As the series’ presentation became more realistic and believable, and as Naughty Dog continued to emphasise the cinematic over the typically ‘videogamey’, Uncharted’s shooting-heavy gameplay has been reined back to suit an increasingly grounded atmosphere and tone. Stealth has had an increasing emphasis since the second title, and Uncharted 4 added open areas to match the more flexible gameplay. The Lost Legacy’s semi-open world even let players avoid and skip entire encounters. U4’s focus on storytelling left whole sections of the game without any gunplay at all, instead focusing on exploration and platforming.
All the bombastic action is still there, about as much as you expect from an Uncharted title, but there’s been a shift from mostly-all-out-action to a quieter, strategic element in the gameplay itself. As the games became more realistic aesthetically, the depiction of violence changed, too. Now there’s a growing dichotomy at the heart of the series: the violent and ‘videogamey’ versus the dramatic and realistic.
As fidelity improves, this clash will only become more obvious. It could even become genuinely uncomfortable, though I’d argue we’re already there (at least a little bit); there’s a brutality to the gameplay in Uncharted – swift, sudden, lethal – that stands out more with each release. Watching Nate brutally and instantly snap someone’s neck with his bare hands (arms?) can be a little shocking after the stretches of witty dialogue and story throughout U4.
This has always been the case, to some extent. Almost all videogames set in the real world have this dissonance, that conflict between its tone and the gameplay. But as the series evolved with Naughty Dog’s focus on creating film-like experiences, these moments of sudden violence, which were ‘videogamey’ and distinctly virtual before and easy to dismiss, can now be shocking and almost disturbing in their realism.
Selling you a fantasy
In essence, the Uncharted series plays a lot like the narrative-heavy releases from Telltale Games. They’re just more mechanically active; the player is ‘doing’ more, moment to moment.
Like Telltale, Naughty Dog is selling you a fantasy, and in Uncharted’s case, they’re selling you the fantasy of an action-adventure blockbuster, one where you’re ‘in control’. It’s an unchanging roller-coaster with a deliberate path, without a wheel, but it’s your hands on the accelerator. The gameplay serves an overarching illusion.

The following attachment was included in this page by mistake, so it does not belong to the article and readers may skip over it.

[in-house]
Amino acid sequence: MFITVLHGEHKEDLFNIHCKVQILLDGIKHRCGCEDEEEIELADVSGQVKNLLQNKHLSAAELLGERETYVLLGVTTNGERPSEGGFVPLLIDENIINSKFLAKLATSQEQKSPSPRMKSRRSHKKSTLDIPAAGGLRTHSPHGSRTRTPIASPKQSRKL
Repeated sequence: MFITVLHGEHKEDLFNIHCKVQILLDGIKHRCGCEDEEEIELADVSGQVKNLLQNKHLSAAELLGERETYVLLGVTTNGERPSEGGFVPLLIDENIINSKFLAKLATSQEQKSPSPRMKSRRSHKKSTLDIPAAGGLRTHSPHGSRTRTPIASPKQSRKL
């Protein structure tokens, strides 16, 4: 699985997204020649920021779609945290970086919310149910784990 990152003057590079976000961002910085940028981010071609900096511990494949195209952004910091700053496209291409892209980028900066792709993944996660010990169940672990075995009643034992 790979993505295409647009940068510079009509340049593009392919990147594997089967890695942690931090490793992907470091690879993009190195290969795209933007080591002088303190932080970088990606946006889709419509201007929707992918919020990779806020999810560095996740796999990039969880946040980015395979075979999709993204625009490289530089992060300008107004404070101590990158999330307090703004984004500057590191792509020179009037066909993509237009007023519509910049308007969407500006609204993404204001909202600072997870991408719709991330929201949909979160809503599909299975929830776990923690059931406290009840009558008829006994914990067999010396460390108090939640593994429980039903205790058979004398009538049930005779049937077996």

Now the gameplay clashes with that fantasy.
Before, the pseudo-realistic visuals of the Uncharted games, including its animation and motion-capture tech, let them straddle the line between its gameplay and tone. Gameplay was action-heavy, the dialogue and tone was light-hearted and breezy, and the visuals emphasised this with saturated colours and technology that was, due to limitations from almost a decade ago, difficult to view through a lens of reality. The games looked great for the time, but they still retained a ‘videogamey’ look. By today’s standards, the games have flat and unnatural lighting, heavy aliasing (this stuff), and character models that are still a ways away from photorealistic – they don’t look ‘real’ enough.
Today, the visuals of U4 and TLL have leapt far past this earlier benchmark into the realm of genuine realism. While their light-heartedness and bright colour palette still manage to tap into the blockbuster fantasy the games aim for, the upgrade in technology and animation quality bridges the gap between the games and their cinematic aspirations. They delve into our perception of the real-world.
We watch full scenes directed and edited together cinematically, now with extremely detailed and believable models and performances – not quite photorealistic, but close. They talk to each other naturally, bounce thoughts and ideas off each other. While there’s a few hiccups due to the nature of the medium – swinging on ropes always looks at least a little janky – the animations are natural and human-like. At times, they evoke film or TV dramas more than they do videogames. They place our experience, and our role as the player, further into the realm of typically more serious, reserved mediums.